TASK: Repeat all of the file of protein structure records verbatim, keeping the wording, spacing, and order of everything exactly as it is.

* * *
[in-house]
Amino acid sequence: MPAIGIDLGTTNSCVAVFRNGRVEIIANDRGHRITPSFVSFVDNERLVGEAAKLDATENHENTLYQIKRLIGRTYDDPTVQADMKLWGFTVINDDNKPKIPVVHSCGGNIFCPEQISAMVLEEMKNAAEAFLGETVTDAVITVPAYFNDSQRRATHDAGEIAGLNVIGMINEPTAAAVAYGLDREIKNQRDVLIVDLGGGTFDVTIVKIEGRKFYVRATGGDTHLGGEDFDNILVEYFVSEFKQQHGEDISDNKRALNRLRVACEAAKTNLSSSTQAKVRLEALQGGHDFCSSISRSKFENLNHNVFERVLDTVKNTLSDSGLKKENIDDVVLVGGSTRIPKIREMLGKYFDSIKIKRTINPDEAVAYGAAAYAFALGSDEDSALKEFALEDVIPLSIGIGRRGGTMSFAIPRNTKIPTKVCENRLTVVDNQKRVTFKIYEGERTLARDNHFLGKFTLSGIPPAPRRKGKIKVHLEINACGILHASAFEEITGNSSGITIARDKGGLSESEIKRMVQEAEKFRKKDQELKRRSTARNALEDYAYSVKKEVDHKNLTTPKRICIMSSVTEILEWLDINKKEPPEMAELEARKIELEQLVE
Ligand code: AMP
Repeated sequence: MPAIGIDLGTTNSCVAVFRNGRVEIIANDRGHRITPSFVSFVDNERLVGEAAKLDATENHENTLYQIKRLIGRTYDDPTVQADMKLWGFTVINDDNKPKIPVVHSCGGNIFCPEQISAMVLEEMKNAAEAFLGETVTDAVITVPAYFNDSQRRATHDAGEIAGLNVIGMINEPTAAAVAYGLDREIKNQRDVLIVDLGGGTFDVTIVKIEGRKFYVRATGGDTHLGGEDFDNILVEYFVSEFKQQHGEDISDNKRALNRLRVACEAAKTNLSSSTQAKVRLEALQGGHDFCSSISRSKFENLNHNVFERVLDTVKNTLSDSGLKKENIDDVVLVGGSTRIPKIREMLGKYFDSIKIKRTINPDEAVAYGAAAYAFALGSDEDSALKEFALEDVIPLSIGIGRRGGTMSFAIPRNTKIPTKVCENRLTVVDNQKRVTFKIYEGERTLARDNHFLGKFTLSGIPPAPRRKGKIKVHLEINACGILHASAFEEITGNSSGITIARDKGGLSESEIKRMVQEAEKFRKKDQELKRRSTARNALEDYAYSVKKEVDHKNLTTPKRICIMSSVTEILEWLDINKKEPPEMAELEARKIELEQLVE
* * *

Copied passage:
[in-house]
Amino acid sequence: MPAIGIDLGTTNSCVAVFRNGRVEIIANDRGHRITPSFVSFVDNERLVGEAAKLDATENHENTLYQIKRLIGRTYDDPTVQADMKLWGFTVINDDNKPKIPVVHSCGGNIFCPEQISAMVLEEMKNAAEAFLGETVTDAVITVPAYFNDSQRRATHDAGEIAGLNVIGMINEPTAAAVAYGLDREIKNQRDVLIVDLGGGTFDVTIVKIEGRKFYVRATGGDTHLGGEDFDNILVEYFVSEFKQQHGEDISDNKRALNRLRVACEAAKTNLSSSTQAKVRLEALQGGHDFCSSISRSKFENLNHNVFERVLDTVKNTLSDSGLKKENIDDVVLVGGSTRIPKIREMLGKYFDSIKIKRTINPDEAVAYGAAAYAFALGSDEDSALKEFALEDVIPLSIGIGRRGGTMSFAIPRNTKIPTKVCENRLTVVDNQKRVTFKIYEGERTLARDNHFLGKFTLSGIPPAPRRKGKIKVHLEINACGILHASAFEEITGNSSGITIARDKGGLSESEIKRMVQEAEKFRKKDQELKRRSTARNALEDYAYSVKKEVDHKNLTTPKRICIMSSVTEILEWLDINKKEPPEMAELEARKIELEQLVE
Ligand code: AMP
Repeated sequence: MPAIGIDLGTTNSCVAVFRNGRVEIIANDRGHRITPSFVSFVDNERLVGEAAKLDATENHENTLYQIKRLIGRTYDDPTVQADMKLWGFTVINDDNKPKIPVVHSCGGNIFCPEQISAMVLEEMKNAAEAFLGETVTDAVITVPAYFNDSQRRATHDAGEIAGLNVIGMINEPTAAAVAYGLDREIKNQRDVLIVDLGGGTFDVTIVKIEGRKFYVRATGGDTHLGGEDFDNILVEYFVSEFKQQHGEDISDNKRALNRLRVACEAAKTNLSSSTQAKVRLEALQGGHDFCSSISRSKFENLNHNVFERVLDTVKNTLSDSGLKKENIDDVVLVGGSTRIPKIREMLGKYFDSIKIKRTINPDEAVAYGAAAYAFALGSDEDSALKEFALEDVIPLSIGIGRRGGTMSFAIPRNTKIPTKVCENRLTVVDNQKRVTFKIYEGERTLARDNHFLGKFTLSGIPPAPRRKGKIKVHLEINACGILHASAFEEITGNSSGITIARDKGGLSESEIKRMVQEAEKFRKKDQELKRRSTARNALEDYAYSVKKEVDHKNLTTPKRICIMSSVTEILEWLDINKKEPPEMAELEARKIELEQLVE